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Posted at: Oct 18, 2019, 6:39 AM; last updated: Oct 18, 2019, 7:33 AM (IST)

The tattered Naga peace accord under lens

Maj-Gen Ashok Mehta (retd)

Maj-Gen Ashok Mehta (retd)
Between the signing of the NFA in August 2015 and now, the NSCN IM has issued statements contradicting the government’s claim that it had accepted the Indian Constitution. On the contrary, it has been saying that it wants a separate Constitution, flag and integration of all contiguous Naga-inhabited areas under Nagalim (Greater Nagaland).
The tattered Naga peace accord under lens
Impasse: The NSCN-IM says that the government is trying to backtrack on its commitment to a solution embedded in the Naga Framework Accord.

Maj-Gen Ashok Mehta (retd)
Defence commentator

Last Saturday, the National Socialist Council of Nagaland-Isak-Muivah (NSCN-IM), the dominant Naga armed rebel group engaged in the 22-year-old peace process with the Centre, held yet another round of talks, this time presumably with National Security Adviser Ajit Doval on board in New Delhi to break the impasse. The NSCN-IM said the government was trying to backtrack on its commitment to a solution embedded in the Naga Framework Accord of August 3, 2015 by using a group of Nagas who do not represent the Naga people. This critique of the Centre by the NSCN-IM is a significant development unravelling the NFA.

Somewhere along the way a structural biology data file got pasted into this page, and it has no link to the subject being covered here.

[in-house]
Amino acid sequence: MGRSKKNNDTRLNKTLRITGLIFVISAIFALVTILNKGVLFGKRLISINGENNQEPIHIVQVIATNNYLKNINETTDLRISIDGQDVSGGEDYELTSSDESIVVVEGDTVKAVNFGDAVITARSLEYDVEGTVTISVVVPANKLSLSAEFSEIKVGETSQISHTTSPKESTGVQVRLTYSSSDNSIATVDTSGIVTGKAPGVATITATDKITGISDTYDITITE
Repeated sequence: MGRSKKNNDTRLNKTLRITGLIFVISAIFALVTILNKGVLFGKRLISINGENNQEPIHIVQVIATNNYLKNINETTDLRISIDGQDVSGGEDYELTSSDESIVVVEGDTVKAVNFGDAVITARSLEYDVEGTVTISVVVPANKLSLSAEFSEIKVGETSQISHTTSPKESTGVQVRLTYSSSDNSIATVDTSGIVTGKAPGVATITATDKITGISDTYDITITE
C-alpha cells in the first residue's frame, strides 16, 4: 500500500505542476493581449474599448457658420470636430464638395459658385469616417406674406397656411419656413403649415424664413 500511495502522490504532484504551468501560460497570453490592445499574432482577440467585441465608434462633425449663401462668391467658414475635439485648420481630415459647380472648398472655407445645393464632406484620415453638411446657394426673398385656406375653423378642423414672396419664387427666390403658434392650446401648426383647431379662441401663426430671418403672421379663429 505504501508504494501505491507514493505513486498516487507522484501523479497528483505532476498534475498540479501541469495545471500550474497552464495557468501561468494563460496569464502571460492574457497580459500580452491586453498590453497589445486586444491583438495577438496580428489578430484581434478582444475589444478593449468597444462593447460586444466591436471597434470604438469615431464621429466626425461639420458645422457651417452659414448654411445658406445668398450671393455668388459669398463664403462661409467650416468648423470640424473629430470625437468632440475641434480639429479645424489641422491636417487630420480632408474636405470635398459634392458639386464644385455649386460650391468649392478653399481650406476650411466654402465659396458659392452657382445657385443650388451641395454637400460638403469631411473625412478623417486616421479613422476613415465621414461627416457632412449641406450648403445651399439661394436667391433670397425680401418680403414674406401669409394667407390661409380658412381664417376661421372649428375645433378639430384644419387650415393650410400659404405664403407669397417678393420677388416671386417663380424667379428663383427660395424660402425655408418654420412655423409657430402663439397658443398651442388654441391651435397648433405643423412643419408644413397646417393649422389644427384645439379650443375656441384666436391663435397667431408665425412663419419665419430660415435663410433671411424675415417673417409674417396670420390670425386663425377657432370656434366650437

Additionally, the defanging of Article 370 has sown seeds of doubt and uncertainty among some north-eastern states about the government’s commitment to special powers allocated to them. Worse, it has brought the tom-tommed NFA to a cul de sac. After the success of nullifying Article 370, Prime Minister Narendra Modi had ordered special interlocutor RN Ravi to bring to fruition the NFA by October-end. Nagaland was the first state after J&K to be covered by the 13th Amendment of 1962 which granted it special powers in respect of its identity, culture and social practices — almost akin to J&K — under Article 371-A of the Constitution. In 1963, it was granted full statehood. 

The report of the Parliamentary Select Committee attached to the Home Ministry of July 2018 laid in the Rajya Sabha stated that the NSCN IM had agreed to a political settlement within the Indian Constitution with special status. Between the signing of the NFA in August 2015 and now, the NSCN-IM has issued several statements contradicting the government’s claim that it had accepted the Indian Constitution. On the contrary, it has been saying that it wants a separate Constitution, flag and integration of all contiguous Naga-inhabited areas under Nagalim (Greater Nagaland). Ravi has articulated that the first two demands — Constitution and flag — were never on offer. But the Nagas have been saying that their merger with the Union of India could never happen. Instead, the Nagas will co-exist as two entities. The Nagas do not accept the Constitution of India, but the Nagas and India will share sovereignty. So, did the government sell a lemon to the country in August 2015?